June 4, 2020

Letter from the Chair


How does one even begin this letter?  I humbly sit in front of my computer with a thousand thoughts zooming through my brain, with a heart that is overwhelmed with adoration and yet simultaneously broken with sorrow and a mouth that is temporarily silenced.  There are so many layers of how and why we got to the place we currently exist.  And here we are: at the Front Line; bruised and battered but moving forward; one day at a time, one shift at a time, one patient at a time. For those of you who don’t know, I was one of the founders of my institution’s High-Risk Infectious Disease (HRID) aka “Ebola Team.”  I was the medical director and the main instructor in this team’s training.  Part of the didactic portion of the initial 3-day course was “team dynamics.”  I would explain to them that modern healthcare was often in a pyramid design with the patient placed at the highest point or apex and then with all the healthcare workers positioned underneath in varying layers depending on their role.  I was adamant the trainees realize in our HRID unit the “pyramid” structure was obsolete and dangerous.  Instead, we introduced a “wagon wheel” approach.  Everyone in the HRID unit was valuable, needed and equal.  Everyone was a “spoke” on the wheel and that included the patient.  No one’s health or safety was above or below the other.  For if any spoke became weakened or broken, then the whole wheel became non-functional.  Friends, my trainees were volunteers who chose to work in a high-risk infectious environment.  They boldly entered the unit with the confidence training and high-tech protective gear provide.  We, as Emergency Medicine physicians, now find ourselves thrown into a new world for which many of us feel unprepared.  Not unwilling, please don’t misunderstand….no, we are a group of “do-ers” who instinctually want to fix and help.  But unprepared and unprotected, yes.  I urge you all to be a voice in this unprecedented time for modern healthcare.  I know that we have been saying for at least a decade that there were not enough hospital beds, not enough ventilators, etc.   I know that.  You know that.  Please don’t be silenced.  You are not a layer in a pyramid.  You a vital spoke in a complicated, ever moving wheel that without you will fall apart.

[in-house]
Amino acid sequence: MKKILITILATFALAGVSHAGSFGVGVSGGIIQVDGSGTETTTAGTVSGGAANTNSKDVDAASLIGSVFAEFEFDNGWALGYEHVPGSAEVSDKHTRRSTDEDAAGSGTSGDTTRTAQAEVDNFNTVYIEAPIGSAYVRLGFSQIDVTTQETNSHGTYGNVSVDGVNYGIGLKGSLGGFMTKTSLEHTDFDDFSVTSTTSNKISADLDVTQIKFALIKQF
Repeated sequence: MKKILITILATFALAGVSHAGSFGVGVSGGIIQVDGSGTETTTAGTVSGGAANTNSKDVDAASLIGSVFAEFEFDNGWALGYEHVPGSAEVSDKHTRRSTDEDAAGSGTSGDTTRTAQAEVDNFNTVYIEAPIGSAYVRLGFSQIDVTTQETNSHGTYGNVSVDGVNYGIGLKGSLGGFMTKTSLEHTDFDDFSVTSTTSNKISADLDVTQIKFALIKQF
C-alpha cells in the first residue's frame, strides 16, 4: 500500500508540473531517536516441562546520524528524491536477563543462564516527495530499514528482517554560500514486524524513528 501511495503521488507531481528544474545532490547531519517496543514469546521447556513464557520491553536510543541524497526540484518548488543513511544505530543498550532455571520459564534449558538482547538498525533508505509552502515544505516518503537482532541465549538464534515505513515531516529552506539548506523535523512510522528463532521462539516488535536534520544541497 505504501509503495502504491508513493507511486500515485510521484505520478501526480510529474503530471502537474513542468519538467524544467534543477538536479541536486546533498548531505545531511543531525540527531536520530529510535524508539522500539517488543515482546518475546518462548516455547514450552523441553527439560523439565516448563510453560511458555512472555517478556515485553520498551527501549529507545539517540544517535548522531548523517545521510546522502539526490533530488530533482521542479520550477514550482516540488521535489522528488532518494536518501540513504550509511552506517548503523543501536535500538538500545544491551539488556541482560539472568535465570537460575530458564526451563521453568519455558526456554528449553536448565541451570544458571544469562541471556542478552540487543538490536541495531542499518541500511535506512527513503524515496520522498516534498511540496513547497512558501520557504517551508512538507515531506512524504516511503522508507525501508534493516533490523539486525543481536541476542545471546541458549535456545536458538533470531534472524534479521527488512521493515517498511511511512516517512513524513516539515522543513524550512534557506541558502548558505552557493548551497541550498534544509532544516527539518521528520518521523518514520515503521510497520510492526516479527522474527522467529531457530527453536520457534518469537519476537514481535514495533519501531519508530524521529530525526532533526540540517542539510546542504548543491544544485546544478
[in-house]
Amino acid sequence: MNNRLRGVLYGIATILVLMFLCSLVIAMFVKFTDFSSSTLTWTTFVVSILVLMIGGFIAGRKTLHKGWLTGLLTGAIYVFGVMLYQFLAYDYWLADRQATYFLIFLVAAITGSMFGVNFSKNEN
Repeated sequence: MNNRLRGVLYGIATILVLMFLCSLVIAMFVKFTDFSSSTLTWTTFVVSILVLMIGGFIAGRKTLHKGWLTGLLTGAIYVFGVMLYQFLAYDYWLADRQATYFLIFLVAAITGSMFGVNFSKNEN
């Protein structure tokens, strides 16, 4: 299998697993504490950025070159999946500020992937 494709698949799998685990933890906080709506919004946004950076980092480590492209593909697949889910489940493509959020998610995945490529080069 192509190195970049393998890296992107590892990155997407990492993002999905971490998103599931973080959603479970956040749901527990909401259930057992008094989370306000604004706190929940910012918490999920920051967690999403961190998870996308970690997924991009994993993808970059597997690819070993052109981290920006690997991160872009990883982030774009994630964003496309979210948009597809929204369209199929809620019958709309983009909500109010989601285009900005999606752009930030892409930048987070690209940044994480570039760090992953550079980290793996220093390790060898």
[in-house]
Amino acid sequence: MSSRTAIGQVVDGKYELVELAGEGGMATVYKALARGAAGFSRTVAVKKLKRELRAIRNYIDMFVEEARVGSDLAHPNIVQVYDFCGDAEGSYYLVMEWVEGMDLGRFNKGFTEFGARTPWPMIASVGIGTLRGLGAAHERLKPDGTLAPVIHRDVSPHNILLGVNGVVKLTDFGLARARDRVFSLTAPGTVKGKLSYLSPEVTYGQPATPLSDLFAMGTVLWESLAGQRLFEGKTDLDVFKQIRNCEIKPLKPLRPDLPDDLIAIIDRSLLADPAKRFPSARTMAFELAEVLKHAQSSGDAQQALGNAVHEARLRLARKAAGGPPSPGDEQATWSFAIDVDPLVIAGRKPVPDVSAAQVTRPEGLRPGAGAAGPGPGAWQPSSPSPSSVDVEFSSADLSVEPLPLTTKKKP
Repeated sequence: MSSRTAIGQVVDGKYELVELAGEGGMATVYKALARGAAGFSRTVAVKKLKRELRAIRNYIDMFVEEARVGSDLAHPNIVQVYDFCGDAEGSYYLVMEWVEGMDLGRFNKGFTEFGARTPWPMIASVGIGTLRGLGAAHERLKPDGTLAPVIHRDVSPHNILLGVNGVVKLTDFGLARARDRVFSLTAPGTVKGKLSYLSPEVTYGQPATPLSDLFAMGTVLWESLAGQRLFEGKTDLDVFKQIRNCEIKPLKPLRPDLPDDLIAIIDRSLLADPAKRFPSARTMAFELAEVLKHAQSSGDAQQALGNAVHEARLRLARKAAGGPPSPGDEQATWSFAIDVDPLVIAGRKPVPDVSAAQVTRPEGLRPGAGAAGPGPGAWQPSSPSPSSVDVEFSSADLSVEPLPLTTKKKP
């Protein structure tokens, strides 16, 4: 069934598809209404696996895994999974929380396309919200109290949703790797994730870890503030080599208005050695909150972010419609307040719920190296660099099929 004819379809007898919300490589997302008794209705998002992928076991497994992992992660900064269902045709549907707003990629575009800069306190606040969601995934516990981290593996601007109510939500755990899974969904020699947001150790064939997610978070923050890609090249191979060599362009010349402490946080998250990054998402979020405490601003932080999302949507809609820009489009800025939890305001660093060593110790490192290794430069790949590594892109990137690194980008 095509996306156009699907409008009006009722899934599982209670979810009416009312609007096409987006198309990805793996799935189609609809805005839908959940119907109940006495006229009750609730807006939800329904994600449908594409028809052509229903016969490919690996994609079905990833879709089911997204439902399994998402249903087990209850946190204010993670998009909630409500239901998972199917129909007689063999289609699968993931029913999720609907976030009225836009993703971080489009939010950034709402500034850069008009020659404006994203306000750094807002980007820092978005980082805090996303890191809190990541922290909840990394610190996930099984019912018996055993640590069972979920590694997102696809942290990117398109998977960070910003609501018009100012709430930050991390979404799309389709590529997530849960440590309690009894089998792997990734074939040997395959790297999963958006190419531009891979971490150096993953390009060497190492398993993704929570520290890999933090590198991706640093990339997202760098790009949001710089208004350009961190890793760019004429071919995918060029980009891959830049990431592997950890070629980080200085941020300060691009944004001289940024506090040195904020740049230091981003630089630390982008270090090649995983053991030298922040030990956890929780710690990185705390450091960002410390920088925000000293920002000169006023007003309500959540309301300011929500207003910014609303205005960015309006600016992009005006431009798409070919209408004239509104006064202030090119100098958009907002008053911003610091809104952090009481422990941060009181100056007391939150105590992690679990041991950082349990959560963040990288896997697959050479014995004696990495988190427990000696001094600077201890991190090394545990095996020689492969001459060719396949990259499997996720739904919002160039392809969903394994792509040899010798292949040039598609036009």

You are the Front Line.

Kathy Lehman-Huskamp, MD, FACEP, FAAP
Medical University of South
Associate Professor
Pediatric Emergency
American College of
Emergency Physicians
Chair, Disaster Section

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